It was a matter of putting two and two together and coming up with four.
America was experiencing a resurgence in the production of things “Made in the U.S.A.” Almost overnight, an industry that had for years struggled to survive against foreign competition was again in need of skilled workers, while many skilled workers were in search of work.
“We were having a very difficult time finding people who knew how to sew. And so out of that was born this group that created The Makers Coalition,” said Mike Miller, CEO, Airtex Design Group in Minneapolis. The Coalition Miller speaks of is a group of businesses, educational institutions, non-profit organizations, and service providers working together to build a trained American cut-and-sew industry.
The Makers Coalition’s work to link skills with employment is a focus of the nationally broadcast KET series, Dropping Back In. You can view the entire series online at droppingbackin.org.
“It was about three years ago when the fashion industry latched onto American heritage. Barneys in New York said ‘oh we love this! It’s handmade and it’s from Minnesota.’ And it was absolutely a fad at that point,” recalled Jen Guarino, a member of the Makers Coalition board. “But what happened with that fad was, it started to educate the consumer about quality and what we could actually get here in the states. What began as a fad became a category. So the demand for cut-and-sewn domestic manufacturing has skyrocketed.”
The seeds of the Coalition were planted at a networking gathering where the discussion centered on a workforce shortage in the industry. “Louise Jones from Lifetrack Resources came up and said ‘I think we should talk about finding some solutions to that.’ That led to meeting Debra Kerrigan from Dunwoody College and Tatjana Hutnyak from Lifetrack Resources,” Guarino said.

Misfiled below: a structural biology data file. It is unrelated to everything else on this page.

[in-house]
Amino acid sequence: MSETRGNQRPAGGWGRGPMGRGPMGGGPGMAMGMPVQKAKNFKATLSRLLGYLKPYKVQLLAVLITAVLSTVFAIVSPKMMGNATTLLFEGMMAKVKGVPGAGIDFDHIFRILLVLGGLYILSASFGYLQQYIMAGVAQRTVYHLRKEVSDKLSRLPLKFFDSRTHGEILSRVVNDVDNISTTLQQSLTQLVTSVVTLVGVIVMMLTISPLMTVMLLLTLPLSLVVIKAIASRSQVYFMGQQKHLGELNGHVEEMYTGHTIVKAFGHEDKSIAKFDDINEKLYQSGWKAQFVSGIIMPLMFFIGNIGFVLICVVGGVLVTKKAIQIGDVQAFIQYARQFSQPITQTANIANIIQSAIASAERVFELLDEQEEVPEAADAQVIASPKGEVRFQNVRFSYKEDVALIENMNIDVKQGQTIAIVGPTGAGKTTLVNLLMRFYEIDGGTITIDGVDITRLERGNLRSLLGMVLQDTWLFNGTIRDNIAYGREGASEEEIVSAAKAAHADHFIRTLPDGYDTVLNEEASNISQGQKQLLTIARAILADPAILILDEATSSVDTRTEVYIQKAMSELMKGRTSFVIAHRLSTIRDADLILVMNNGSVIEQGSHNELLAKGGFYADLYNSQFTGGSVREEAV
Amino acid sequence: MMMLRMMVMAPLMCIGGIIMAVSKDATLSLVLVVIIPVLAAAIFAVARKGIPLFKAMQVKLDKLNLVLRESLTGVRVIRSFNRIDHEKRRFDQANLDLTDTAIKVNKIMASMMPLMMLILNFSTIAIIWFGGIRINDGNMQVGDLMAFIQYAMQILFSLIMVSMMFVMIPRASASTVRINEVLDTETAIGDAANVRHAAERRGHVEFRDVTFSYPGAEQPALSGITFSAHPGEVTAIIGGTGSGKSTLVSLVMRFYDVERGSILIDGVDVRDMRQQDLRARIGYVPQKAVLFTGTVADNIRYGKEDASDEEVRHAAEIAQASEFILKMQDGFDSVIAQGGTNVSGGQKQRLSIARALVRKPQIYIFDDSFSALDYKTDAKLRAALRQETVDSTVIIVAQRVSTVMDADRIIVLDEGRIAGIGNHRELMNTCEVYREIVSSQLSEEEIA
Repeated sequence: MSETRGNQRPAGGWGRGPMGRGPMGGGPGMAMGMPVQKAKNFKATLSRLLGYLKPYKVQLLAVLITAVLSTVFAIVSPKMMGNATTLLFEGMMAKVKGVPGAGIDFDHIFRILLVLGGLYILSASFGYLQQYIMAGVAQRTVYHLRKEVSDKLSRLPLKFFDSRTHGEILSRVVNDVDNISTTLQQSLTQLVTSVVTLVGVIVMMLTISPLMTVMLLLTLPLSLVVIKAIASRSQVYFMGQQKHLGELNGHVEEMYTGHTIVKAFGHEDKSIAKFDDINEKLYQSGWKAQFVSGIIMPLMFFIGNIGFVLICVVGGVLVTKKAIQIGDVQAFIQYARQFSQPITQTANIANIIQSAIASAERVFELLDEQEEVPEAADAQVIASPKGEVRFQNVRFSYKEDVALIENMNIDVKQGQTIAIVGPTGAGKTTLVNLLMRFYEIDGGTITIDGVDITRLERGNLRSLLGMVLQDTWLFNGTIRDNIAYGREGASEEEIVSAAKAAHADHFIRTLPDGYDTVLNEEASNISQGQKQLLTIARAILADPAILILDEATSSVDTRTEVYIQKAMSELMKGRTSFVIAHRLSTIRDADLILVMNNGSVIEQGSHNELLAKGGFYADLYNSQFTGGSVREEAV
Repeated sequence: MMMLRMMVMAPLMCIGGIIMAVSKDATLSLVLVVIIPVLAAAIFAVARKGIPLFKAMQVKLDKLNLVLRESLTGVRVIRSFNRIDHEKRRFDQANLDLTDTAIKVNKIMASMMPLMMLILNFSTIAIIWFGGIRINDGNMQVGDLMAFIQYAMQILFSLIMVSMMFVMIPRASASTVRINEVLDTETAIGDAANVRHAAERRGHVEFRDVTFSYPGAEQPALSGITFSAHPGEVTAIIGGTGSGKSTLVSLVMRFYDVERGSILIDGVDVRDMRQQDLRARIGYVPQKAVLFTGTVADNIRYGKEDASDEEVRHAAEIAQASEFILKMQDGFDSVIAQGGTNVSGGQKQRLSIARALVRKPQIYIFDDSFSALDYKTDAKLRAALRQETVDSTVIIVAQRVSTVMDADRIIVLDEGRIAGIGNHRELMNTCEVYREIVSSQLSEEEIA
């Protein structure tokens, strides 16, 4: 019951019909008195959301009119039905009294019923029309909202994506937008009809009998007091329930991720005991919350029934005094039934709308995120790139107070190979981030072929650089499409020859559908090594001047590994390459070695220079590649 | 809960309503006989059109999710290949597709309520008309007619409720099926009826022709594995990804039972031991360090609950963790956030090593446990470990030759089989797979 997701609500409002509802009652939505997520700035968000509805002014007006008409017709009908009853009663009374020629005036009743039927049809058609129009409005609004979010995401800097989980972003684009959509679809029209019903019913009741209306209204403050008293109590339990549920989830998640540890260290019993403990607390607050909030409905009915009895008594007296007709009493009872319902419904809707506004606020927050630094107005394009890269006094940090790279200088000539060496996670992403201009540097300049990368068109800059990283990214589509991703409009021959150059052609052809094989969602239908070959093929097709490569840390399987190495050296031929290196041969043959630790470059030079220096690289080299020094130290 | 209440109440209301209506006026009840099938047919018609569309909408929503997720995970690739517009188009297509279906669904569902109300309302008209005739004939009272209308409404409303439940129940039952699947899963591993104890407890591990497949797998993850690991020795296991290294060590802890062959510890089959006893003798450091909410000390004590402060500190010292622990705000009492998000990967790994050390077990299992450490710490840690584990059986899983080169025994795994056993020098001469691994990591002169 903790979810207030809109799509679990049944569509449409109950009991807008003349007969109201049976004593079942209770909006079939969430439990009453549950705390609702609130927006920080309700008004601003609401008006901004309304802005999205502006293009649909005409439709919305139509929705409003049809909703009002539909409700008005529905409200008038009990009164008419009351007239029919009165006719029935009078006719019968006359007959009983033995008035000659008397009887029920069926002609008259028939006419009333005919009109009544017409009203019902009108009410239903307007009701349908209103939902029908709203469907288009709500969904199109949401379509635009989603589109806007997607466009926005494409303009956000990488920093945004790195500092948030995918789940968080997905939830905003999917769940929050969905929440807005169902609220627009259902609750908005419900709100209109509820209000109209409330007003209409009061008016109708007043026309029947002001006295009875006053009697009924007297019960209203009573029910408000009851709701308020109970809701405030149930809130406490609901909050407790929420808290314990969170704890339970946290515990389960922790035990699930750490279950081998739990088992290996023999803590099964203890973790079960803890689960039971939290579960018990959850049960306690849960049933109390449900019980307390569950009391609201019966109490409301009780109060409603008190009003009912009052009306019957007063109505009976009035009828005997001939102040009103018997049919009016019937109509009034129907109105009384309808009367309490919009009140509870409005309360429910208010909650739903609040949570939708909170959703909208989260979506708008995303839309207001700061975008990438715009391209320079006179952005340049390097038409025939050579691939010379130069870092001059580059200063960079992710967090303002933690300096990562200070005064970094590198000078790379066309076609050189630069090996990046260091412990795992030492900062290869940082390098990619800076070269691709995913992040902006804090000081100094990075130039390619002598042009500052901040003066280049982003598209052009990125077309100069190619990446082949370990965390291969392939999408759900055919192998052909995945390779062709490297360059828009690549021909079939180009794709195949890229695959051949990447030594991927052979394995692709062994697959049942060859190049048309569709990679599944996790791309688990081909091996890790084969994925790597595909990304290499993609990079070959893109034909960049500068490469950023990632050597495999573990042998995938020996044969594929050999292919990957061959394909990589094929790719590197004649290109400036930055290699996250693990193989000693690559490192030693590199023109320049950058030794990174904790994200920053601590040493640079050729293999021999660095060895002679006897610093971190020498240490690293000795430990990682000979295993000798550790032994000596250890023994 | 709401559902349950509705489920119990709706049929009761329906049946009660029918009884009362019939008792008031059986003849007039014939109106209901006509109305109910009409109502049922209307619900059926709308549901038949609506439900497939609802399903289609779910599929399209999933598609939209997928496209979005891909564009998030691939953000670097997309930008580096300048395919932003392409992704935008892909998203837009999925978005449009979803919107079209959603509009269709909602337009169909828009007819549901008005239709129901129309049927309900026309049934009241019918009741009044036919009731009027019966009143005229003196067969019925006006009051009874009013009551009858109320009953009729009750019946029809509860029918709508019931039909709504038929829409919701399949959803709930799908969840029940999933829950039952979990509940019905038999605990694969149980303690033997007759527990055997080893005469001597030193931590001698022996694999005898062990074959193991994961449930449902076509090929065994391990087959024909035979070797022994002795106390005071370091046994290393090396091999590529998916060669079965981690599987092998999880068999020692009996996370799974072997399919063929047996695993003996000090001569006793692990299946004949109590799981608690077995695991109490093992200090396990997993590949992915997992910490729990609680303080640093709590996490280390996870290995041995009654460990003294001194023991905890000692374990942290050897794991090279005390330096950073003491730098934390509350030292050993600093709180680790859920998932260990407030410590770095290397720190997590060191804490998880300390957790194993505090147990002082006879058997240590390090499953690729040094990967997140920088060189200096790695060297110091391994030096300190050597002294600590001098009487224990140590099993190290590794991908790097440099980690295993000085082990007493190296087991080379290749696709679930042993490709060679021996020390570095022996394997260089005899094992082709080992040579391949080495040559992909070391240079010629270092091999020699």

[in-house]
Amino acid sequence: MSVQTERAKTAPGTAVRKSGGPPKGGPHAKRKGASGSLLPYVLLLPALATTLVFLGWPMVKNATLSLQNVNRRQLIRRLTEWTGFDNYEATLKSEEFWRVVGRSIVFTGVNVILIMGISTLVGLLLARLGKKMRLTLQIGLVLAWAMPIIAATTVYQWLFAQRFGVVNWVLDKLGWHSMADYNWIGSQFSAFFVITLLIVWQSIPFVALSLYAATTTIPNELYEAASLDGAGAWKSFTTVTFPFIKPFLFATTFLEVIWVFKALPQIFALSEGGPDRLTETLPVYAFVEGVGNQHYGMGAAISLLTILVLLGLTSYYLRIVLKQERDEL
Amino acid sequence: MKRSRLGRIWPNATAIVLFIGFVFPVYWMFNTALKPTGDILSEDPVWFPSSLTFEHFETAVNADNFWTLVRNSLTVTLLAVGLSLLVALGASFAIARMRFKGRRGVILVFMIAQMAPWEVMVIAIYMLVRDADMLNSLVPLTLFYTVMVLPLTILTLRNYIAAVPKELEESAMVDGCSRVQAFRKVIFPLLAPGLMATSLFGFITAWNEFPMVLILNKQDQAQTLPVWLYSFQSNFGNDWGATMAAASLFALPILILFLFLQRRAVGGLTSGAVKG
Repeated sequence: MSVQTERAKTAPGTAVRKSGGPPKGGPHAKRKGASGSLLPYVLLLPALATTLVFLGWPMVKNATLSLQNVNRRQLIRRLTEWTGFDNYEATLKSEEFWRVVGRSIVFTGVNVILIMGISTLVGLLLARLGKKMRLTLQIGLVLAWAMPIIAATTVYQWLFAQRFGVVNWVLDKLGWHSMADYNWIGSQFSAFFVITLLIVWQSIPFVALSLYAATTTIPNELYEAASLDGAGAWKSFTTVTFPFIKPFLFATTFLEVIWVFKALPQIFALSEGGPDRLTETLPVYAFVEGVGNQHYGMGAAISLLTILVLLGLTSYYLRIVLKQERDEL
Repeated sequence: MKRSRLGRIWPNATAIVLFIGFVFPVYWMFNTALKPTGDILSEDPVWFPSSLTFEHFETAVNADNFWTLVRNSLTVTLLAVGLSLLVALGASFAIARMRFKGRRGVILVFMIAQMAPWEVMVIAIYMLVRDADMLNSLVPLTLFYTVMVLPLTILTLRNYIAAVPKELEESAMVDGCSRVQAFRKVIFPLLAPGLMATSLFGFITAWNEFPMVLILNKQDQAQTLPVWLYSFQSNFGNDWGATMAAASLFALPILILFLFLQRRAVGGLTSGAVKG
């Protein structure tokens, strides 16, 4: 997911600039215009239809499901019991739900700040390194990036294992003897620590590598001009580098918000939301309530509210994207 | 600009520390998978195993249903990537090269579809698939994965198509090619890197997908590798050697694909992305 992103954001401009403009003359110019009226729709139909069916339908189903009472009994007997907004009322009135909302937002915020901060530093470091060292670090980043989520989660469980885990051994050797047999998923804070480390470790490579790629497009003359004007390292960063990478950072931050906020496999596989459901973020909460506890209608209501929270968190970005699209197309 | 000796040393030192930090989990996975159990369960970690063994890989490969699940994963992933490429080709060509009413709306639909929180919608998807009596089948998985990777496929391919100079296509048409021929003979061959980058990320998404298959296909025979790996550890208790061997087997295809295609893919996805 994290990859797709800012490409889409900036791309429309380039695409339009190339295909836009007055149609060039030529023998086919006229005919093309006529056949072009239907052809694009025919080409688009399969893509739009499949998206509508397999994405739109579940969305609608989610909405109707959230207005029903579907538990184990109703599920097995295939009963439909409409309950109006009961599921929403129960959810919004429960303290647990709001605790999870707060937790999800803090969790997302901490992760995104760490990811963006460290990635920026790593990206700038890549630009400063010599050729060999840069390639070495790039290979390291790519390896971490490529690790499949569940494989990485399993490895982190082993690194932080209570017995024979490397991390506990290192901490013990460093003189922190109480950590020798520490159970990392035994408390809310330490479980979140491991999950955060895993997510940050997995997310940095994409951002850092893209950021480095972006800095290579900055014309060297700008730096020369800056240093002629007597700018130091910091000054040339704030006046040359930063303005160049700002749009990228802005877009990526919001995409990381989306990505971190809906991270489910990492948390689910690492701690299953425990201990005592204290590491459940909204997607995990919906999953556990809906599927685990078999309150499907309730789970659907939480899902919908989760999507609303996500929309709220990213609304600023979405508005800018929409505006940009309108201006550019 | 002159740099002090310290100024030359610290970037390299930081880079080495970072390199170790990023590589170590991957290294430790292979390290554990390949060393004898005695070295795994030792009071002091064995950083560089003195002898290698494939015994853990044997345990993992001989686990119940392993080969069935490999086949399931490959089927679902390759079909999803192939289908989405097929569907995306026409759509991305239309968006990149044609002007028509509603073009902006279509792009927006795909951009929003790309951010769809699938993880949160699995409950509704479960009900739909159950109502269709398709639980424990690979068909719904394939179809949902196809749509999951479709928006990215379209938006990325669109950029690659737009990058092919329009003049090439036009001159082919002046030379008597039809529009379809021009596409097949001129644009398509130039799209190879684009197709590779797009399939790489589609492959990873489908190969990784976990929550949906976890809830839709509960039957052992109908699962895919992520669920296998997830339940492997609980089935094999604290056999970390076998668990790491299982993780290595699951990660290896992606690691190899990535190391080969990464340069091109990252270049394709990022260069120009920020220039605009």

Kerrigan, Dean of Workforce Training at Dunwoody, a private, non-profit vocational college in Minneapolis, was intrigued but cautious, challenging Guarino: “If you can bring nine or ten employers to the table and tell me that they all have that same need, Dunwoody will write a program for you.”
A roundtable discussion ensued. “We asked questions. We did surveys. Dunwoody helped us ask all the right questions and we proved that there was a need,” said Guarino. That need for skilled cut-and-sew employees equated to about 90 immediate openings in the industrial sewing industry, she said.
The search was on for training candidates. Some who came forward were homeless. Others had lost their jobs and had not participated in the workforce for several years. “A lot of times you’re looking at training adults who also have to take jobs to support families. Or there may be low-income individuals who have a lot of obstacles. So paying tuition is often really not an option,” noted Tatjana Hutnyak, Director of Business Development, Lifetrack Resources. “We were lucky to receive a $75,000 grant which enabled us to provide 15 full scholarships — including books and everything — to the starting class.”
The scholarships were critical for many potential students, including Mona Wuertz who had balked when first learning of the tuition. “The first two classes, one was $1200, the other one was more like $4,500 and I’m going ‘Oh God. How am I going to pay for this? And I thought: I have to find a way.’ ”
Wuertz, who had not held a full-time job in 11 years, was among the 15 receiving full scholarships. “This is like close to five grand. I lost it. I was dumbfounded that somebody would believe in me that hadn’t even met me.”
Makers Coalition boasts 90 percent placement of graduating students. To get into the program, students must have a high school diploma or equivalency.
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